*WARNING: Minor spoilers ahead.*
Though I'm making a film called Women's Studies, the issue of motherhood is one I've sort of avoided. There's "sisters" and "daughters" aplenty, but the mothers get a bit of the short shrift.
I'm not in any way implying that motherhood and womanhood have anything to do with each other, but from a purely Darwinian, biological point of view, giving birth is what a woman's body is designed to do. Before any ladies out there get offended, keep in mind that from a physical standpoint, the importance of males drops far more considerably. At least women are biological incubators with intricate layers of child-bearing hardware. Dudes are the evolutionary equivalent of a garden hose.
The human infant isn't well designed for survival on it's own. Spiders are all but abandoned by their mother days after they're born. Snakes hatch from eggs and never meet Mom. Even kittens and horses are pretty much ready to do what they need to survive after a few weeks. Yet even a year after it's born, a human child can't do more than walk around (poorly) and shit itself. (I'll admit they do that pretty well.)
To increase the chances of survival, humans have evolved in a behavioral sense to be able to rear and care for human children. You see this in the higher primates as well as elephants and other large mammals as well. The babies are reared for a considerable period of time by at least one individual or animal, but often two parents or even in a group situation before going off by themselves to make more babies.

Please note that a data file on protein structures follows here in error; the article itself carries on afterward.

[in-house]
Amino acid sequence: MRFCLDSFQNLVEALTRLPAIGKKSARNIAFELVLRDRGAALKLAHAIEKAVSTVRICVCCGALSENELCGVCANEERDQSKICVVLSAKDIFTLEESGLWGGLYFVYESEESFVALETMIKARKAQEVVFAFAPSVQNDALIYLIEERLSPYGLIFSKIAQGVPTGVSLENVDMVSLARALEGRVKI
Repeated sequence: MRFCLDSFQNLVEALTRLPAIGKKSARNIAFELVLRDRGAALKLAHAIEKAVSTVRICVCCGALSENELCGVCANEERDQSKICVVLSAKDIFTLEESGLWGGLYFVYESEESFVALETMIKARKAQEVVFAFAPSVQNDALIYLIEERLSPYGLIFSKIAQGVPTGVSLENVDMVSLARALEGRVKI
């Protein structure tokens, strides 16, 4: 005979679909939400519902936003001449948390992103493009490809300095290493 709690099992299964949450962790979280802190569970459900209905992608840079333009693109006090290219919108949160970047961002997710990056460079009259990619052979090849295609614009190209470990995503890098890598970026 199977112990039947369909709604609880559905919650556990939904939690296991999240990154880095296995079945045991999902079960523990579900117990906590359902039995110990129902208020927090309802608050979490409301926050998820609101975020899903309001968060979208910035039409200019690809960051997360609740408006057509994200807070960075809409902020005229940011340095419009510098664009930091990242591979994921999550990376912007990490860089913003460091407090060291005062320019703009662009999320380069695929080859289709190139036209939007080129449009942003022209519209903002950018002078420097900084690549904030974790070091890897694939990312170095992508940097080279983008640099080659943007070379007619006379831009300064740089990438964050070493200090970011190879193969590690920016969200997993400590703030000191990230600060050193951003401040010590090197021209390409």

Evolutionary Psychology (EP) is a discipline which theorizes that much of our behavior is hardwired into us instinctually. For example, one theory states that for partners, women tend to seek out men who are attractive and intelligent because on a sub-conscious, instinctual level, they want the highest genetic material to pass on to offspring. The same theory states that men are attracted to women with larger breasts and wider hips because those are physical attributes that lead to successful bearing of a healthy child. Other evolutionary theories attempt to explain why men are more prone to infidelity than women, (Males are physically designed to disseminate their genetic material as widely as possible. Think of cats.) as well as why women tend to initiate most divorces. (If a male can't adequately provide food and protection, what good is he? Think of a pride of lions.)
Evolutionary psychologists theorize that early civilization's social structures evolved from these instinctual needs. Men and women chose each other on the merits that would allow the fragile human infant the chance to survive long enough where it could continue the genetic line. Leagues of royal families continued the same blood lines for centuries to a similar end. Was it due to ego or instinct?
(What does all this blather have to do with the weird feminist horror film I'm making? Hang on, I'm getting there.)